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Winter 2009/2010
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Online Only Article At Vermont Electric Power Company, Mobile GIS Application Serves Both Office and Field Operations

Vegetation Management Goes Mobile

Highlights

  • ArcPad Application Builder served as the development framework for mobile GIS.
  • Staff created a tool that loads orthophotographs wherever the user clicks the screen.
  • The VELCO Vegetation Inventory Program has been adapted for helicopter line patrols and telecommunications.
  click to enlarge
VELCO maintains clear transmission rights of way with their Vegetation Inventory Program (VIP), built with Esri's ArcPad Application Builder. In this map, the VIP solution displays a section of transmission line with right-of-way points and lines along with danger trees and areas to be treated.

The Vermont Electric Power Company's (VELCO) 688 miles of high-voltage electric transmission lines and 12,000 acres of rights-of-way share space with a wide and colorful variety of plant life. There are ferns, azaleas, holly, laurels, blackberry bushes, cedars, maples, and oak trees—more than 75 different types of vegetation. All of it needs to be managed, and any vegetation that exceeds a mature height of 12 feet needs to be removed.

VELCO developed an innovative vegetation management program that is saving the company hours of work, assisting in compliance, and significantly improving accuracy of treatment on its rights-of-way. Located in Rutland, Vermont, VELCO was formed in 1956 when local utilities joined forces to create the nation's first statewide, transmission-only company in order to share access to clean hydroelectric power and maintain the state's transmission grid.

VELCO's Vegetation Inventory Program (VIP) creates orthophotographs and field data, making information seamlessly accessible to workers in the field and the office. The company's integrated vegetation management plan recently received a "superior practice" designation from the Transmission Owners and Operators Forum (TOOF). TOOF was established in 2008 by the North American Electric Reliability Corporation (NERC) as a roundtable for transmission owners and operators to exchange information on best practices for reliable operations.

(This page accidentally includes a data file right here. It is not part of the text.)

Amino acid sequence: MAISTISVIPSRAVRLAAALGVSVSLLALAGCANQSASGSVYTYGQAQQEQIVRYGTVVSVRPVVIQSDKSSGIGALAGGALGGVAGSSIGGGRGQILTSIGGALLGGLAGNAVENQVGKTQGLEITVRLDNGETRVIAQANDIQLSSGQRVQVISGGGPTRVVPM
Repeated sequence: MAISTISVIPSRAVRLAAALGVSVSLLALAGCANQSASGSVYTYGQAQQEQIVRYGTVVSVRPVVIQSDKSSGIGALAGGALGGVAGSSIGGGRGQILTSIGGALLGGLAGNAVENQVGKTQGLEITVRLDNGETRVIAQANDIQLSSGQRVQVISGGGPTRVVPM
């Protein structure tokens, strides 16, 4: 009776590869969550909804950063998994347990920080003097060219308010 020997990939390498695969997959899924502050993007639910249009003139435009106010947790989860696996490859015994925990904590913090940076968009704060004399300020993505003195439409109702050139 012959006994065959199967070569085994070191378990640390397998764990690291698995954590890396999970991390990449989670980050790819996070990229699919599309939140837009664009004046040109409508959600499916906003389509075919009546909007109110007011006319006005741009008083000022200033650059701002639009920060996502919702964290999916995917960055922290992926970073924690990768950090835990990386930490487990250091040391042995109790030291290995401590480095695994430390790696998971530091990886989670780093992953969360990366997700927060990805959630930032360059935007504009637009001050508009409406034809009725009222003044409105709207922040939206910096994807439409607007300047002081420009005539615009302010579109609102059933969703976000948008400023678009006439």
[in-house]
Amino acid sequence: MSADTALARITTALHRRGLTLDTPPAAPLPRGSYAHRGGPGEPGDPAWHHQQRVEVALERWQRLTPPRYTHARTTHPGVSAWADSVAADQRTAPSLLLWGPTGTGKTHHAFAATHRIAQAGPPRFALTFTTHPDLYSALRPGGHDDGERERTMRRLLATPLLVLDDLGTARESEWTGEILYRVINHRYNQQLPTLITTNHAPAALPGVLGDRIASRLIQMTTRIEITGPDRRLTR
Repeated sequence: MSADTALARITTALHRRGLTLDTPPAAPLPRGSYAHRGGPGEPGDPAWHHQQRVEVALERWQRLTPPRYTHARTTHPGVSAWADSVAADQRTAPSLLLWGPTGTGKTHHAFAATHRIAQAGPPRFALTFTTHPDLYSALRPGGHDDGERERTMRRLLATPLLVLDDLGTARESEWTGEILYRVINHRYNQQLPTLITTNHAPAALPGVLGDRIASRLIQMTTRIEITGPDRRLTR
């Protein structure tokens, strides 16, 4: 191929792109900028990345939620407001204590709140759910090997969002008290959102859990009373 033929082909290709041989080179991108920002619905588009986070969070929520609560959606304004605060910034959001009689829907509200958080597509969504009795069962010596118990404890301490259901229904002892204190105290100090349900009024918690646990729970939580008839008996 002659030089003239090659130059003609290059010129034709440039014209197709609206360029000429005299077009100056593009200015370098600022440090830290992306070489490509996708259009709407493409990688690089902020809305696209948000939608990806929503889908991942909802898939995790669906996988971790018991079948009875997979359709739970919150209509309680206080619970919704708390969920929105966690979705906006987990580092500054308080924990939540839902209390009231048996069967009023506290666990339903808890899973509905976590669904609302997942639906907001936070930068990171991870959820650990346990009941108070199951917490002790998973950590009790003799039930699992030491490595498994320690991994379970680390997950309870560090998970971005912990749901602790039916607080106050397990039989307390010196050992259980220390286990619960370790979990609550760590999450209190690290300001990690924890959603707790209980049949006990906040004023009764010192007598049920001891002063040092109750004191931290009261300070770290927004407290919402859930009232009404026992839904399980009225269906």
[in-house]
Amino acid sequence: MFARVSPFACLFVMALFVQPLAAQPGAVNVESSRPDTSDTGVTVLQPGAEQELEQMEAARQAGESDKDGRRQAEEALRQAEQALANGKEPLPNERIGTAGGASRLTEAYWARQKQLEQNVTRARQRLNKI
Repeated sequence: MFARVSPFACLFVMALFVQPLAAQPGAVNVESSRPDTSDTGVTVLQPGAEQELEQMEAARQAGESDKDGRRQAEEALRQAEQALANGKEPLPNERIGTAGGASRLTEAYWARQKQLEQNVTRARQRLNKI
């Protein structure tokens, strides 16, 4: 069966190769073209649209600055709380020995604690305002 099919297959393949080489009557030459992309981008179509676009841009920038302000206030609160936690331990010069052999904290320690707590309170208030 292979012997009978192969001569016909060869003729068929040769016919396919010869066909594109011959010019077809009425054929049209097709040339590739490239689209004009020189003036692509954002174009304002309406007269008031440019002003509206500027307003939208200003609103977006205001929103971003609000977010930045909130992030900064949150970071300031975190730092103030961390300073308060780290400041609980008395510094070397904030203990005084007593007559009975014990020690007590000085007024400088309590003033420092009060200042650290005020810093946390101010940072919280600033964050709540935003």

The VIP solution started to take shape when VELCO's team lead for CAD/GIS, Jarrod Harper, was asked to assist in evaluating and recommending a vegetation management system for the utility based on GIS technology. The decision to develop a customized system led Harper to Esri's ArcPad, which provides field crews with the ability to capture, edit, analyze, and display geographic information. Esri's ArcPad Application Builder served as the development framework for the customized VIP ArcPad application for mobile GIS.

  click to enlarge
VELCO tracks the progress of its transmission lines inventory with GIS-based interactive maps.

Once VELCO was equipped with the necessary technology, Harper spent several hours with the company's rights-of-way manager, Jeff Disorda, to understand the vegetation management team's workflow. When Harper returned to the office, he started writing code. Within a month, the VELCO VIP system was implemented.

"We tailored the vegetation management system to specifically fit the workflow for our crew in the field," Harper says. "Crews had been limited to working with handwritten sheets and did not have access to environmentally sensitive data while out in the field. With the GIS application, they now can get very specific about where there is a need to use an herbicide or manually cut a tree."